MSHA, even without its own Silica Standard on the books, has adopted some elements of the hierarchy of controls fundamental to OSHA chemical standards. MSHA also conducts exposure monitoring at least annually for respirable silica, and rigorously enforces silica exposure issues. “Me too” Silica and Beryllium standards for the mining industry may also be in the offing.
The Trump Administration has taken the reins at OSHA, and the first year of the new OSHA’s enforcement and regulatory (or de-regulatory) agenda is in the books. We have already seen significant changes in the way OSHA does business and the tools available to the Agency in its toolkit. Now, as the new Administration finishes filling out the OSHA leadership team with its own appointees, we are sure to see shifting of enforcement priorities, budgets and policies, and an amplified effort to repeal or re-interpret controversial Obama-era OSHA rules and policies. Accordingly, it is critical to stay abreast of OSHA developments.
Office of Management and Budget (OMB) officials on March 21, 2016 cleared the rule, essentially green lighting OSHA to move forward. With this regulation long represented as a top priority for OSHA, Assistant Secretary of Labor David Michaels took no time doing so, issuing the final rule only days after the White House gatekeeper OMB cleared it back to OSHA. Dr. Michaels said in the press release accompanying the rule that the existing limits on Silica dust are “outdated,” and added that limiting exposure to silica dust is essential.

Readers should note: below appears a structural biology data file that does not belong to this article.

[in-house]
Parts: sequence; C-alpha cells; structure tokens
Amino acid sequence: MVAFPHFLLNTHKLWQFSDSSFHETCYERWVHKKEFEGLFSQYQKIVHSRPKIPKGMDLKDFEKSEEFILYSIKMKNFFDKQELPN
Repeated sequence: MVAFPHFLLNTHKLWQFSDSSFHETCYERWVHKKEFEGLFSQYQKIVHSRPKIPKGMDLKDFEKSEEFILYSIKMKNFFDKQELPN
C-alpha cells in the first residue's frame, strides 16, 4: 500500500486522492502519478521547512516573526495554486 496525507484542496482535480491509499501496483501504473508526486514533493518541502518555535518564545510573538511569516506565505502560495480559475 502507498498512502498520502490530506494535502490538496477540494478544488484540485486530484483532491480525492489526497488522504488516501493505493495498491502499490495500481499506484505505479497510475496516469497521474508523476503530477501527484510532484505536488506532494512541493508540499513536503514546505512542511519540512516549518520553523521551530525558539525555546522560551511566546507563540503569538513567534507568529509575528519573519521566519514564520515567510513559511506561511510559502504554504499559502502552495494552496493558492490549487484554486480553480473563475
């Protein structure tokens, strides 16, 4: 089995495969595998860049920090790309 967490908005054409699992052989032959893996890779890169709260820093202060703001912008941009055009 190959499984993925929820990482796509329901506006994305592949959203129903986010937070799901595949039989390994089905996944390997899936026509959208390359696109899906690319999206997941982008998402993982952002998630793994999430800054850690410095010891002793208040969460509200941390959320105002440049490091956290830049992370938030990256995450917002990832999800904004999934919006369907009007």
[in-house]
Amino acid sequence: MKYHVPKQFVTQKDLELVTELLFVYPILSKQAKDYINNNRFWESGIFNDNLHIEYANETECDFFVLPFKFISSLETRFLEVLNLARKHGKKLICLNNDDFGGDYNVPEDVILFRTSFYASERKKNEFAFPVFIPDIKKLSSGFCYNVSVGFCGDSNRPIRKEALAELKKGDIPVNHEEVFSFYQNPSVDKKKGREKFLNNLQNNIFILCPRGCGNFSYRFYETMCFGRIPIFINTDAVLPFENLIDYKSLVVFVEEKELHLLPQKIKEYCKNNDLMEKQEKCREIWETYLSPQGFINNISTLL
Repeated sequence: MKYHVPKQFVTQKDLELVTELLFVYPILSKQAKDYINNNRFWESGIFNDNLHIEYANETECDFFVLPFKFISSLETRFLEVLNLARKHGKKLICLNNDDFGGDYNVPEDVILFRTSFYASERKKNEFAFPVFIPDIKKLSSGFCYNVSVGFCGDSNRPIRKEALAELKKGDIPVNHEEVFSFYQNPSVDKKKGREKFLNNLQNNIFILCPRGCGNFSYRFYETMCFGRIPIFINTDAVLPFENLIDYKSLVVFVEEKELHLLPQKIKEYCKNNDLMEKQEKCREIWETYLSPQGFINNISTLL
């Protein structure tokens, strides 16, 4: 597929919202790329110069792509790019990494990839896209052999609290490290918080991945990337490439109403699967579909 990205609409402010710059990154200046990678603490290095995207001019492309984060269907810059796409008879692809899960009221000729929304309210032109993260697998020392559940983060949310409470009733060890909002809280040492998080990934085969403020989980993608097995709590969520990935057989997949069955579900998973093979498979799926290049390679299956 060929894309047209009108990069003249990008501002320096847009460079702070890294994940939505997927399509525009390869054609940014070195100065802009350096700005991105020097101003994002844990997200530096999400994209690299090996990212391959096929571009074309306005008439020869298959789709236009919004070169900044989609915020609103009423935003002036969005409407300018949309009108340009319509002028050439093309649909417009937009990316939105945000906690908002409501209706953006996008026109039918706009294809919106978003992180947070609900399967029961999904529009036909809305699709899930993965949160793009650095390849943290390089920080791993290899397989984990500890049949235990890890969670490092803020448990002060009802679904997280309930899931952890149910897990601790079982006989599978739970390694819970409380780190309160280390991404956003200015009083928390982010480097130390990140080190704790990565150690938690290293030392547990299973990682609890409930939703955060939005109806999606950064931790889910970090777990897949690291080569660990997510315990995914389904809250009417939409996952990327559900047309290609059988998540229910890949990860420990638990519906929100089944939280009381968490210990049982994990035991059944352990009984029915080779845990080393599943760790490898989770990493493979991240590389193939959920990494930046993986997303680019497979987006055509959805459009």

“Every year, many exposed workers not only lose their ability to work, but also to breathe. Today, we are taking action to bring worker protections into the 21st century in ways that are feasible and economical for employers to implement.”
The soon-to-be-published final rule – effective 90 days from its imminent publication in the Federal Register – cuts the exposure limit on respirable crystalline silica in half for general industry, construction and maritime, making the new PEL 50 micrograms per cubic meter (50 µg/m³) of air, on a time-weighted average of exposure across the work day. The PEL, which is the core provision of the rule, was controversial enough considering the little return Industry sees from the reduction, as compared to the economic and technical difficulties involved. However, the new regulation also includes an “action level,” set at 25 µg/m³, which automatically triggers numerous ancillary requirements ranging from exposure controls to medical surveillance. OSHA justifies this action level because many workplace health experts believe that Continue reading →